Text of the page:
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2015 NFL Draft Profile: Nelson Agholor

Andrew McKagan |
April 6, 2015 | 11:33 a.m. PDT

Staff Writer

As the leading Trojan receiver over the past two seasons, Nelson Agholor has proven himself a reliable player with the athleticism to make defenses account for his presence on every play. He isn't the biggest or fastest guy, but he knows how to get the most out of his catch radius and his quickness is pretty remarkable. He is currently projected to go in the second round by NFL.com.

Anyone who has watched USC football knows about Agholor's prowess in the open field after-the-catch. He's quicker than he is fast, but he has great feet, vision, and patience with the ball in his hands. 

On this punt return, he sees a lane right up the middle of the field from the moment he catches the ball. However, he sets himself up better and widens his running lane by taking a false step to his left before booking it upfield. His change of direction out of that fake is excellent as well:

Agholor uses every inch of the field to his advantage. Again, he has the awareness and creativity to cut this following play back inside, but check out his feet:

He's so quick and has fantastic footwork when he cuts--his first cut is so sudden that it throws defender #3 off his feet. Also, as you can see on this play, Agholor knows how to use his blockers well, which is a very underrated skill in the NFL. 

Agholor's route running is also a strength of his game. The timing of his slant route here--three steps, break--is precise and well done (and also exactly how Andre Johnson would do it). In the NFL, he'll probably want to flatten his slant route a little more to better be able to box out defenders, but the basic footwork and timing is there:

Agholor's out route is also really nice. In the following example, he keeps his break sharp (instead of rounding it off, which makes it easier to defend) and his route flat, directly toward the sideline. In this instance, he also does a great job of making sure he gets past the first down marker:

This following play is a different type of example, but important nonetheless. Agholor lines up as the outside receiver closest to the sideline. Instead of running an isolation route or a pattern simply designed for him to get open, his role here must be examined as part of the larger picture. This play is called against zone defense, and the route combinations are designed specifically for spacing purposes, and to make the zone defenders commit to guarding a certain space in order for a receiver to get open in the defenders' vacancy:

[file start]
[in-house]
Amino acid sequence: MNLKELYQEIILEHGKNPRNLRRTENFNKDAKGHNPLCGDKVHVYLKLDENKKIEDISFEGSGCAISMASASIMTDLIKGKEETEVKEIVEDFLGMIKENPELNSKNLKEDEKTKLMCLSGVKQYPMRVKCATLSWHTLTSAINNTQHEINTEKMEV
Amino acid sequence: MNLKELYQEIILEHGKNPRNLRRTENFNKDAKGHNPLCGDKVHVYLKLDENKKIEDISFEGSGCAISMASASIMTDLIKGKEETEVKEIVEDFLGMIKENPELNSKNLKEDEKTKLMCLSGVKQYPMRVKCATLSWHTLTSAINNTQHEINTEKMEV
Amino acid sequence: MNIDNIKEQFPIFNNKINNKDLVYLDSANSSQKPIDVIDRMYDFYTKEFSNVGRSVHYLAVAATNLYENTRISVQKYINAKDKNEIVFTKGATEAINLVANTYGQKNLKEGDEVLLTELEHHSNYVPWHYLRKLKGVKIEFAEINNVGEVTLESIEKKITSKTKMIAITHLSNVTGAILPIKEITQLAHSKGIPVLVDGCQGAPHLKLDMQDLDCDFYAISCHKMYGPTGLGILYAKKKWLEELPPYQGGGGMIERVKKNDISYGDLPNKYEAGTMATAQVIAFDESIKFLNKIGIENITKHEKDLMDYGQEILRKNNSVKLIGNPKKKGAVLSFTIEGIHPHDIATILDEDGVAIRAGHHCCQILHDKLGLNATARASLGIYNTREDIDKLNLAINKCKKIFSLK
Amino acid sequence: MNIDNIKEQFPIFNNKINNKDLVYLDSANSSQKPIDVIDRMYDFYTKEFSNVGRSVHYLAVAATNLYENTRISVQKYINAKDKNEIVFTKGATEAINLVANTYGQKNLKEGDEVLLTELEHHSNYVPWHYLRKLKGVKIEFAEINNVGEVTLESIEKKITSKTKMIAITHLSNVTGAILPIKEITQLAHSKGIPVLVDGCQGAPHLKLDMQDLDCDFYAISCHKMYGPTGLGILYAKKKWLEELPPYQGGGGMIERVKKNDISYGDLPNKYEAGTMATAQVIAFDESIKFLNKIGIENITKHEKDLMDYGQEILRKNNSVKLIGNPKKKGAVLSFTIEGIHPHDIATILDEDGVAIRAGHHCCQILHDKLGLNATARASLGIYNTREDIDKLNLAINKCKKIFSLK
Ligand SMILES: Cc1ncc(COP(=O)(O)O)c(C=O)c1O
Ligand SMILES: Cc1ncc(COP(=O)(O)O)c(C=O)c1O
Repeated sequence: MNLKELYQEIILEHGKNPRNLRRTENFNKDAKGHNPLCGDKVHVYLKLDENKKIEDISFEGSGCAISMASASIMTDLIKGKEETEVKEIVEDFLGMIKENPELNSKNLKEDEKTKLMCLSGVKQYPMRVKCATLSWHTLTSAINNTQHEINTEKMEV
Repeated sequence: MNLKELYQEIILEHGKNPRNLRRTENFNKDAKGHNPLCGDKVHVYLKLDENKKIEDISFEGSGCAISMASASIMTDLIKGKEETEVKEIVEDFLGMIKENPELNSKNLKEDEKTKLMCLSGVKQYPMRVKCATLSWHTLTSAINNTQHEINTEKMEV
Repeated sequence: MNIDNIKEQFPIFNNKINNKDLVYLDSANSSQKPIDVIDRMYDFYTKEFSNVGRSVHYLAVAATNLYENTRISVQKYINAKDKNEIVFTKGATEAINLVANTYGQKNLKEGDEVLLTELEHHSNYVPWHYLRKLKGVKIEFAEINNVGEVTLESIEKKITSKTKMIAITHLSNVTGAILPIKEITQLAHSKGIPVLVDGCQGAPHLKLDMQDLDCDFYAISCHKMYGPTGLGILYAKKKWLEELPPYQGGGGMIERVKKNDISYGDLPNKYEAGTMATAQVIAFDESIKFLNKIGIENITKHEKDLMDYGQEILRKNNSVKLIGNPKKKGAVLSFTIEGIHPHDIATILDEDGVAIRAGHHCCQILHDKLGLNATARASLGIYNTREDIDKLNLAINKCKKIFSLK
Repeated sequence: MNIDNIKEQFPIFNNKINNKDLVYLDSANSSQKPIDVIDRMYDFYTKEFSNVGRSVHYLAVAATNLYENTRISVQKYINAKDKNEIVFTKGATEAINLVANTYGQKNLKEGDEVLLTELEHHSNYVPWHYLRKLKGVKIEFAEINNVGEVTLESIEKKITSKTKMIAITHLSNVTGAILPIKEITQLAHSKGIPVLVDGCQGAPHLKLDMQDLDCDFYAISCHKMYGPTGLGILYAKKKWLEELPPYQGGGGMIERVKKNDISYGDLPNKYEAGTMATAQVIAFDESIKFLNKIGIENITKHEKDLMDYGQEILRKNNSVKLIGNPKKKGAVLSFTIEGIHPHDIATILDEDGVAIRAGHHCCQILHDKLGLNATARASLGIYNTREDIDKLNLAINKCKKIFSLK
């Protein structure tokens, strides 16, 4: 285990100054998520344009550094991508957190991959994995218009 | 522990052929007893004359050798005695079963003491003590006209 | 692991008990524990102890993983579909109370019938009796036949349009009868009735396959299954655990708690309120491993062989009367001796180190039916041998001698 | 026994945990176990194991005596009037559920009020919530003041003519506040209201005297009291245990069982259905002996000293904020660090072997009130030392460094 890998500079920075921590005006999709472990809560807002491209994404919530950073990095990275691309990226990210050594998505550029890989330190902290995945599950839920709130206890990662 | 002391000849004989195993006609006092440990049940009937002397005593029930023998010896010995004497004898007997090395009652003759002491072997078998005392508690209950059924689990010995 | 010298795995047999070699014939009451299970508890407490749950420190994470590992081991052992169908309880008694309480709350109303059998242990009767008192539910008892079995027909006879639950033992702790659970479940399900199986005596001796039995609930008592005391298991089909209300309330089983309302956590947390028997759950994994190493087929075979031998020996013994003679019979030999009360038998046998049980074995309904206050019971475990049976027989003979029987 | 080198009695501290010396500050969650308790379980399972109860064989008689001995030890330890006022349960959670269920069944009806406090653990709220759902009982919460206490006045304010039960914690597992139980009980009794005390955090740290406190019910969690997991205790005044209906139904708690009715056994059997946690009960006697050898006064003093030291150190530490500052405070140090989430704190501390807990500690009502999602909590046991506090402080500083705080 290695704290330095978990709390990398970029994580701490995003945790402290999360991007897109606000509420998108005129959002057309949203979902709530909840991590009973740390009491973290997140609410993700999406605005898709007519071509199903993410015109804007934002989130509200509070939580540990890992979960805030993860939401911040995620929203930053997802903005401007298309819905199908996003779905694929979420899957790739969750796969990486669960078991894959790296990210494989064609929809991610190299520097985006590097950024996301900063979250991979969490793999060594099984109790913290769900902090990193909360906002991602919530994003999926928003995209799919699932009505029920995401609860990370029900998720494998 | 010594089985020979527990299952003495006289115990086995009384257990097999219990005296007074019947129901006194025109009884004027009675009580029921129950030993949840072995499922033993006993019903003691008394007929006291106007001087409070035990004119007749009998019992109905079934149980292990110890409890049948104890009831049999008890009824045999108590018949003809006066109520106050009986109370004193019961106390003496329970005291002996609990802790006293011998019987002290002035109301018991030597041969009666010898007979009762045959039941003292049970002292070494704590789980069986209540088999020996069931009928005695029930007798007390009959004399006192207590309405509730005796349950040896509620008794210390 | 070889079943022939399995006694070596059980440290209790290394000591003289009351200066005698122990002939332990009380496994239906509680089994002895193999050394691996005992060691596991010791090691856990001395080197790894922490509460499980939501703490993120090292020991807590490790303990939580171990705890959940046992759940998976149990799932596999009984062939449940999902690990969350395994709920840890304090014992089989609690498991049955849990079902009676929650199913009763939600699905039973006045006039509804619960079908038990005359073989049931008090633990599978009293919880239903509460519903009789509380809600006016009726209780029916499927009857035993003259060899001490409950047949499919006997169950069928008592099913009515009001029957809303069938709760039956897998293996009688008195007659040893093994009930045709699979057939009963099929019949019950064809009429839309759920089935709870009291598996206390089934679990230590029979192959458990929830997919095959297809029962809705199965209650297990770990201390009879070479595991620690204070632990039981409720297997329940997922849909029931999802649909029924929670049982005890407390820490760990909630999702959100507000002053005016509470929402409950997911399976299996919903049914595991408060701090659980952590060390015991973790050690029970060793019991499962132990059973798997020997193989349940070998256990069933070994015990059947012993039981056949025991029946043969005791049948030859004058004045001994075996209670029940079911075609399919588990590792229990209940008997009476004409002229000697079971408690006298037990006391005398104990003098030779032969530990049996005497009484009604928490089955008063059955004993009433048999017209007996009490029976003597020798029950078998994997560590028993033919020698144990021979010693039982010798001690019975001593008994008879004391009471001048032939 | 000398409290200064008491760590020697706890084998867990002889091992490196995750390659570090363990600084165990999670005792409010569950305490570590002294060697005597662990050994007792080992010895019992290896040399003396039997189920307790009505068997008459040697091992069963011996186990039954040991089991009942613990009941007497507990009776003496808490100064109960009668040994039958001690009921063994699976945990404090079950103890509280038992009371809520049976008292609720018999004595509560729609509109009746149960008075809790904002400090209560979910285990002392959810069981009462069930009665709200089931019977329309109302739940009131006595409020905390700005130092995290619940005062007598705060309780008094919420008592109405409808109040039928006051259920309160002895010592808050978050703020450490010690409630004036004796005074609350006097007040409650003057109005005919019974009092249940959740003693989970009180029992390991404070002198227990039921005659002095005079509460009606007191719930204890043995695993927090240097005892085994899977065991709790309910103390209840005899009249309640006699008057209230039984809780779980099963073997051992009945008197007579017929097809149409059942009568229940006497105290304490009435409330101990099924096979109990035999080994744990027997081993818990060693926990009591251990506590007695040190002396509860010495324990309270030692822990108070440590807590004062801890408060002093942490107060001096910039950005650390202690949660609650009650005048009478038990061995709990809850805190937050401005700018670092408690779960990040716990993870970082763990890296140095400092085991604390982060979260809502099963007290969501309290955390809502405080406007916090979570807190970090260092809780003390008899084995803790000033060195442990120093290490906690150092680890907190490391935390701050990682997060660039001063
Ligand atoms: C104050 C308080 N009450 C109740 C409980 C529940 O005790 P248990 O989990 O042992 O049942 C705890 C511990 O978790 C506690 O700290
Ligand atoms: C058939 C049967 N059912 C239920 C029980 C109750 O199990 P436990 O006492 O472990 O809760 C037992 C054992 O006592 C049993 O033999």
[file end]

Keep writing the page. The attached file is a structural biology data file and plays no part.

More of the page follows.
Agholor's route is a 12-yard curl, just past the first down marker. However, he can't simply run straight downfield and run a curl route, because he has the slot receiver (#7 Steven Mitchell, it looks like) running underneath him toward the same area. Agholor therefore adjusts his route to run slightly infield to clear out the area for Mitchell. This adjustment was surely addressed by the coaches, but Agholor still had to go out there and execute it. This kind of subtelty in his route running will make a big difference at the next level, where pure physical talent is no longer enough.

While a few Agholor drops stick out, re-watching his tape gives confidence that those were aberrations. In the plays that I saw, he seemed very comfortable using his hands (as opposed to letting the ball get into his body) and showed a nice catch radius as well:

Sorry for the blurriness--it was the best I could do, people:

And finally, even though Agholor isn't the biggest or the strongest receiver in the world, he still showed that he's a willing and reasonably effective blocker. He regularly was able to get in defenders' way and wall them off from the play. Agholor's quick feet should enable him to do this at the NFL level too.

He's a little hard to spot here, but he's responsible for blocking the force defender toward the sideline. He knows his assignment and gets the job done:

***

Agholor is a polished receiver who will help an NFL team right away. He isn't the most dynamic athlete as a guy like Marqise Lee might be, but his yards-after-catch abilities as well as his reliability will make him a valuable asset for a team looking to create some instant offense and boost their special teams--and this is why he may even be a better prospect coming out of college than Lee was. Agholor can play in the slot or outside, which also increases his value.

He reminds of a cross between Reggie Wayne and Antonio Brown (to a much lesser extent of course, considering that Agholor has never played an NFL snap). Going to a team like Philadelphia or New Orleans where he would be used often and creatively would definitely give him a shot at winning Offensive Rookie of the Year. 

Reach Staff Writer Andrew McKagan here or follow him on Twitter.



 

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